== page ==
Food for thought
The shortest day of the year is not far away and after midwinter solstice on the 21st of this month, day length slowly starts to increase again. Then we have Christmas to raise our spirits and a New Year to celebrate, hopefully bringing better times ahead. But spare a thought for the natural world because this is one of the toughest times for our wildlife to survive. And surely if a tiny wren can find food and shelter in the worst of our cold wet winter weather, then our own daily challenges do not seem so hard to muddle through. What we need is a distraction!
'When the North Wind doth blow' is one of our oldest and best remembered childhood rhymes. But just how old? The clue is in the word 'doth' which takes us back to the 16th century. Here in the UK we are spoilt for heritage and in Devon, (other counties also available), we have much to offer. Here within a short drive, it is possible to find more than a hundred thousand years of prehistory. From caves containing the bones of fierce great creatures just a stone's throw from a busy dual carriage, to one of the world's best preserved Bronze Age landscapes on Dartmoor. Yet if that does not blow your mind, spare a thought for some of our best loved wild neighbours. Ones that provide endless hours of free entertainment and probably hopped around after our ancestors . While a small bird may not seem very exciting, their origins are enough to ignite the mind of any child and astound grownups. We now know our feathered friends are in reality dinosaurs in disguise.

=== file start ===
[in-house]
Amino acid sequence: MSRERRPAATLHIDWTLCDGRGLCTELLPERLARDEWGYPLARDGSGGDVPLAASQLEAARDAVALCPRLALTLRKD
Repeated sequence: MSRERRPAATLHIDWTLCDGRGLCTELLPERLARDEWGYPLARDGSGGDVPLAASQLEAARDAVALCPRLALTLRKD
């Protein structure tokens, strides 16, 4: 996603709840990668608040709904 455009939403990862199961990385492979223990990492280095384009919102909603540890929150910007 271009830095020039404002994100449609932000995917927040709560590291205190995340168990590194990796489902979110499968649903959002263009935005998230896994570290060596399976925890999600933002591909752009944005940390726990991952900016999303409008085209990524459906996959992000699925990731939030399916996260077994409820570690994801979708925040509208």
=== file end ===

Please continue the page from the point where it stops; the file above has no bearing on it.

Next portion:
Yet surprisingly children are still taught that dinosaurs are extinct. Not true. To be nit-picking only non-avian dinosaurs died out. Every day their close kin thrive to thrill and delight us. At this time of the year hooting tawny owls echo in the dark, giving way at dawn to the excited chatter of foraging long tailed tits, surely one of our most attractive little visitors. Each day they descend on our peanut feeder, not so much as a ravenous hoard but as busy, bustling little balls of feathers. More precisely they are not so much a million miles from their monstrous ancestors, just some 65 million years.
The fact is we still share our world with the descendants of avian dinosaurs and the lack of leaves on trees make them easier to see. Birds play an important part in our lives. While the robin is a popular symbol of our festive season, so too is another much larger bird. At the centre of our Christmas feast many of us have ordered a turkey so in reality we will be tucking into a dinosaur. Now that really is food for thought!